Various thoughts on current events with an emphasis on politics, legal issues, books, movies and whatever is on my mind. Emails can be sent to email@example.com; please put "blog comments" in the subject line.
Birth, genetics, who looks like or acts like whom doesn't matter. A family is a group of individuals who love, hate, trust, question, need, console, and depend on one another as they grow and mature and learn how to give a little more, take a little less ... all in the same environment, whatever or wherever it may be.
-- "The Lives Behind The Lines ..." [Lynn Johnson]
The ABC Family show The Fosters, as does the network as a whole in a fashion (Gilmore Girls was an earlier show a "family friendly" group, usually a code word for conservative, supported*), suggests the breadth of the term "family." It involves a lesbian couple with the biological son of one, two twins they adopted and the two foster kids they recently took in. The drama includes the father of the teenage son and recently his grandfather. It is rightly getting kudos as a gem of the season.
The title film is basically about something a 1970s Supreme Court ruling about an extended family reminded us not to do -- "close our eyes to the basic reasons why certain rights associated with the family have been accorded shelter." It was suggested to me by a reader some time back, but it has recently been available on DVD (had a short run locally, but missed it), so checked it out. First time the DVD did not only have two discs (extras basically discussing the style of the film and its creation) but an oversized pamphlet that didn't fit in the case of essays by others.
Very good film, the talent underlined by the fact the star ("Joey," which has a backstory to it) also wrote and directed. It is amazing what goes into even the crappiest film out there, so a 169 minute effort like this is on another level even without it being so good. I admit to not watching it straight thru -- short attention span with the Internet and all -- but was never bored or anything. The film has a set pace, in effect as low key (if "low key" had a picture next to it, this guy would show up) as the main character. Little music and no montages that I can recall -- we get a feel of the characters raising from watching them have breakfast [the very title of another film on a related subject] and similar things. Lot of quiet empathy.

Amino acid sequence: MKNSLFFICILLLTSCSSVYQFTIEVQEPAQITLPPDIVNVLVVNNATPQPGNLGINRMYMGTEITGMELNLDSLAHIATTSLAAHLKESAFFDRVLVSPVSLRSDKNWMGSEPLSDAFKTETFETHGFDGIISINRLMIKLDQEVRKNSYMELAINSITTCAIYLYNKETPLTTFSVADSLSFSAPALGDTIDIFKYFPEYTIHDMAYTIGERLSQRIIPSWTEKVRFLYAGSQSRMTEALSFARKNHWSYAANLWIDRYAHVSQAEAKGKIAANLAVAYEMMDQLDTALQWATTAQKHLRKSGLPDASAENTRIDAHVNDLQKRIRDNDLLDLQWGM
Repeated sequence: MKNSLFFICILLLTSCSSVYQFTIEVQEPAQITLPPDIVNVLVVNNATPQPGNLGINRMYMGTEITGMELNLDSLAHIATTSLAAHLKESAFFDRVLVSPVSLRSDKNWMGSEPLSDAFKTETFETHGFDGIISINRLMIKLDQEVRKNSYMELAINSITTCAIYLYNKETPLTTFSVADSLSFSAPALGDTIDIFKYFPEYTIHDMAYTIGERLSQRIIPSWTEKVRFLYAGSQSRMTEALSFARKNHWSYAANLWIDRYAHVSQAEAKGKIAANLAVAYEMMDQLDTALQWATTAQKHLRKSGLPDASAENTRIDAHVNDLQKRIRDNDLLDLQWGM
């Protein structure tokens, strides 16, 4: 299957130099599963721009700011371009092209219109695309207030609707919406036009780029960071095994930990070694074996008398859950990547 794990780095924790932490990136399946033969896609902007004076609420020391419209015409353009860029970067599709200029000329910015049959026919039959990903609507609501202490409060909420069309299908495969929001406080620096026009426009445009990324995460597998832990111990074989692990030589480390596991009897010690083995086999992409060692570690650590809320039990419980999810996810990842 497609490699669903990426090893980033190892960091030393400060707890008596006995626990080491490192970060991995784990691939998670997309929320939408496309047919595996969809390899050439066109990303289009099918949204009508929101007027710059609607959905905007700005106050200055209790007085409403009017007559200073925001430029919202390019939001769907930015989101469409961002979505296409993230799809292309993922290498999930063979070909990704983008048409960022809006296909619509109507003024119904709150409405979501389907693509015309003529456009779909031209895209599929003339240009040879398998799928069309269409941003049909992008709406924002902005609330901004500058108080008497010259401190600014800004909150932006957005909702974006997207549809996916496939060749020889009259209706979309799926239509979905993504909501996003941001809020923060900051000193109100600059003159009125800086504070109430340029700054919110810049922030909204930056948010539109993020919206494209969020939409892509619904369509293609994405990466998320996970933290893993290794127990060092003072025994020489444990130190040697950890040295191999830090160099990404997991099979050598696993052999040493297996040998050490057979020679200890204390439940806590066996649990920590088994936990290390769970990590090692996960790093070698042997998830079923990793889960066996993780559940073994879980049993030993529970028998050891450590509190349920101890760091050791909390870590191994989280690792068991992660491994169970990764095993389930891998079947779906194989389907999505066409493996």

The film not only underlines the complexity of family (the lead himself was the product of a foster home, he adopted the name of the person who became his dad), but of sexuality. The lead is a contractor of sorts and met his partner while working on the house of his and his wife (pregnant at the time). The wife dies and he is there to help the guy thru his pain and somehow something happens and they become a couple. It occurs the other way too, of course -- a person running for mayor of NYC (you know, other than the jerk) is married to someone who at the time considered herself a lesbian. Sexuality is not black/white, fitting here too since this is also an interracial romance -- Asian and white -- in Tennessee yet.
The sense of place (strangely, the credits has it being filmed in NY! did I read that right?!) is important to the film, since it adds flavor to the process. An Asian with a Southern accent? Who knew such a thing occurred? The film takes place in the early 2000s, so you think he would not have as hard of a time finding a lawyer after the aunt takes their son away (his partner died in a car crash, but never re-wrote his will, since people don't expect to die in car crashes). I would note that the scene felt like it might have been a mistake -- the way it happens makes her look like a total, I'll be crude, bitch. We don't see it, but it must have been very traumatic for the six year old son. There was other ways to go that would still be pretty bad without a glorified form of kidnapping. You can understand why it was done that way, but it felt off when it occurred, dramatically so. I guess there is more than one way to read the situation.
Anyway, check out the film to see a powerful (and heartbreaking at times) story and act of film-making. The top link can get you some background. Lots to like, including his comment, amazed, that anyone would doubt he was the kid's dad. The supporting cast, mainly (I recognized one person in a small role) non-big names, were also excellent, especially the person playing the young son. The guy who eventually becomes his lawyer also has a plum role and some plum dialogue. I can see the person who recommended this film saying something like he did. Thanks for the heads up. Oh, since I know a couple, the scene in the classroom is great too.
ETA: The lawyer's little speech to Joey is a key moment in the film and an excerpt is even used in the trailer. The scene is excellent for various reasons, including how Joey is shot with a focus on the expression on Joey's face as he listens. It is a highlight of movie-making.
* The show had some conservative aspects, which on some level should not surprise, since it is about a teen that not only had her baby, but who became a major success story through hard work and continued to pine for the father of the child. I liked the story a lot in its early years, but in time, did feel it cheated the audience. And, the slut shaming of Paris really rankled. The character also became something of a caricature though overall that happened to others as well, including at times the leads.